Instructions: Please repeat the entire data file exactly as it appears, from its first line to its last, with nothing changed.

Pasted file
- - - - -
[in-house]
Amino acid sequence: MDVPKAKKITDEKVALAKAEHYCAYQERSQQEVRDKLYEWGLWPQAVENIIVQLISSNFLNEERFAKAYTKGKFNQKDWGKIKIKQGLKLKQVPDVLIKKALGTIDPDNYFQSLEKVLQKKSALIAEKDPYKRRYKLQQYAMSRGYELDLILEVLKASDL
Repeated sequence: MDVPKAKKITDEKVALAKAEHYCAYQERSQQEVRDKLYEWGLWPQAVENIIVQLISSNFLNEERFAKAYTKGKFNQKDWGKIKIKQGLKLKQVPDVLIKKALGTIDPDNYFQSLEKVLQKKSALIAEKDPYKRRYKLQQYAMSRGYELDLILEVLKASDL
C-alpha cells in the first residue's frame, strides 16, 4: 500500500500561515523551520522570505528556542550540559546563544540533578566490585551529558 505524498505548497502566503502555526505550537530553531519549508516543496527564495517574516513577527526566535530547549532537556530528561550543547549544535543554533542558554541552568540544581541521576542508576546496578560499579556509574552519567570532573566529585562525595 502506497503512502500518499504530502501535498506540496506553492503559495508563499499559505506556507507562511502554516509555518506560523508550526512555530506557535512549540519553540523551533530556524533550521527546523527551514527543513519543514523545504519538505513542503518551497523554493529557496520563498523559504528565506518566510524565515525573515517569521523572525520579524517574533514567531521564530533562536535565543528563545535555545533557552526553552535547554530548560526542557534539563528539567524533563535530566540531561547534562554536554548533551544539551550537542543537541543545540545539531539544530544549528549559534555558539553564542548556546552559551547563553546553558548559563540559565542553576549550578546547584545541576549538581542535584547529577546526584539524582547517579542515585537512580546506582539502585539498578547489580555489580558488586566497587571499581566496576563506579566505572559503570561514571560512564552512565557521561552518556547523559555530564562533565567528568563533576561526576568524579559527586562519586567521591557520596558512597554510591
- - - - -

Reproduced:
[in-house]
Amino acid sequence: MDVPKAKKITDEKVALAKAEHYCAYQERSQQEVRDKLYEWGLWPQAVENIIVQLISSNFLNEERFAKAYTKGKFNQKDWGKIKIKQGLKLKQVPDVLIKKALGTIDPDNYFQSLEKVLQKKSALIAEKDPYKRRYKLQQYAMSRGYELDLILEVLKASDL
Repeated sequence: MDVPKAKKITDEKVALAKAEHYCAYQERSQQEVRDKLYEWGLWPQAVENIIVQLISSNFLNEERFAKAYTKGKFNQKDWGKIKIKQGLKLKQVPDVLIKKALGTIDPDNYFQSLEKVLQKKSALIAEKDPYKRRYKLQQYAMSRGYELDLILEVLKASDL
C-alpha cells in the first residue's frame, strides 16, 4: 500500500500561515523551520522570505528556542550540559546563544540533578566490585551529558 505524498505548497502566503502555526505550537530553531519549508516543496527564495517574516513577527526566535530547549532537556530528561550543547549544535543554533542558554541552568540544581541521576542508576546496578560499579556509574552519567570532573566529585562525595 502506497503512502500518499504530502501535498506540496506553492503559495508563499499559505506556507507562511502554516509555518506560523508550526512555530506557535512549540519553540523551533530556524533550521527546523527551514527543513519543514523545504519538505513542503518551497523554493529557496520563498523559504528565506518566510524565515525573515517569521523572525520579524517574533514567531521564530533562536535565543528563545535555545533557552526553552535547554530548560526542557534539563528539567524533563535530566540531561547534562554536554548533551544539551550537542543537541543545540545539531539544530544549528549559534555558539553564542548556546552559551547563553546553558548559563540559565542553576549550578546547584545541576549538581542535584547529577546526584539524582547517579542515585537512580546506582539502585539498578547489580555489580558488586566497587571499581566496576563506579566505572559503570561514571560512564552512565557521561552518556547523559555530564562533565567528568563533576561526576568524579559527586562519586567521591557520596558512597554510591